One question people frequently ask us is: “How cold is the seawater up in Maine? Can you swim in the ocean?”
It’s not an easy question to answer. Some people enjoy the bracing ocean waters — but only if they are wearing wetsuits. Others stick to the shallow water, where at least the majority of their bodies can enjoy the sun’s heat. And, admittedly, there are others, who apparently count polar bears among their distant ancestors, who will actually splash around in the water in nothing but a bathing suit. I tip my hat to those foolhardy and intrepid souls.
But here’s a concrete example of how cold the water is. During a recent visit from friends, on a beautiful, sunny day, we took a favored hike through the Barred Island Preserve out to the shoreline across from Barred Island — so called because it is blocked from the mainland by a tidal channel at all but low tide, when you can walk over while the water is receded. When we got to the crossing point it was about midway between low tide and high tide, and the water was a little over knee-high for an adult male. The distance to the island through the water was maybe 30 yards or so, as shown in the picture above.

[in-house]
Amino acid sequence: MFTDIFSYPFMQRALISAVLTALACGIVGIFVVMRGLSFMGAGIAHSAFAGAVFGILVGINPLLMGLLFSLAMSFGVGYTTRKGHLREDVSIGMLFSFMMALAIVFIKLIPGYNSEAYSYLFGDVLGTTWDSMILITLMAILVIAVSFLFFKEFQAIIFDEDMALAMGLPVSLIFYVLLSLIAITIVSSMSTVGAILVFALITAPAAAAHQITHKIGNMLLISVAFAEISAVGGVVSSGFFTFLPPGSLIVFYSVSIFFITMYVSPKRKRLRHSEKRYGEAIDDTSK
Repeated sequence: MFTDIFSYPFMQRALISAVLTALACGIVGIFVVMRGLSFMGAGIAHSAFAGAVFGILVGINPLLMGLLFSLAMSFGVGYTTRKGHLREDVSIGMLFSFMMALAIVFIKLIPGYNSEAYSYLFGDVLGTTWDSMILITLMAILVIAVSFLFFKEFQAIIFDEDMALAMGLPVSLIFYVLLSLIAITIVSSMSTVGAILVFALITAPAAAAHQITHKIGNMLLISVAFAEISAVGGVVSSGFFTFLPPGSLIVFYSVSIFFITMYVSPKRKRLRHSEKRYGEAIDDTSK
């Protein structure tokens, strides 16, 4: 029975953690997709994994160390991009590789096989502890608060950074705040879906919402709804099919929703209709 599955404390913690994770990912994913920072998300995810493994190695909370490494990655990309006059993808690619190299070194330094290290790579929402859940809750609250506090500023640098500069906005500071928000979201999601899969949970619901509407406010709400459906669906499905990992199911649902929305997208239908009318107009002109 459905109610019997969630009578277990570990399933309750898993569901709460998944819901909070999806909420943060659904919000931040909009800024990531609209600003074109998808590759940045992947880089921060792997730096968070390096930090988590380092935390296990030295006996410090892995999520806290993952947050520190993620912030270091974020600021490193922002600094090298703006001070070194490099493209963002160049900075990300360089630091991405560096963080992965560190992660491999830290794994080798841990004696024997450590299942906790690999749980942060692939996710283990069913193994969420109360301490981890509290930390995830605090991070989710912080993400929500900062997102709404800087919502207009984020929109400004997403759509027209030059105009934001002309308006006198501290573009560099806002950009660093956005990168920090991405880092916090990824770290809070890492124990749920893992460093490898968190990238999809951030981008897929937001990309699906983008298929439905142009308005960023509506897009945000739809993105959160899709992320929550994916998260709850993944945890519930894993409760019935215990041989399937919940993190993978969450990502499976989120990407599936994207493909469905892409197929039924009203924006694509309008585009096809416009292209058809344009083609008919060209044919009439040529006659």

I tried to walk over — but just couldn’t do it. The water was so brutally cold it was a shock to the system, like plunging your face into ice cube-filled water — except colder, somehow. It took my breath away, and my feet almost immediately became numb. The thought of going knee-deep in the frigidity, even if only for a short 30-yard slog over to the island, was unimaginable. So call me a wuss — but I declined. I’ll save the stroll over to Barred Island for a day when I get there at low tide and can walk over without experiencing water so cold it is like a punch to the gut.
There is one good thing about the ocean water temperature in Maine — when you step out of the water and let the sun heat your chilled feet back to normal temperatures, it really feels good. That’s how cold the water is.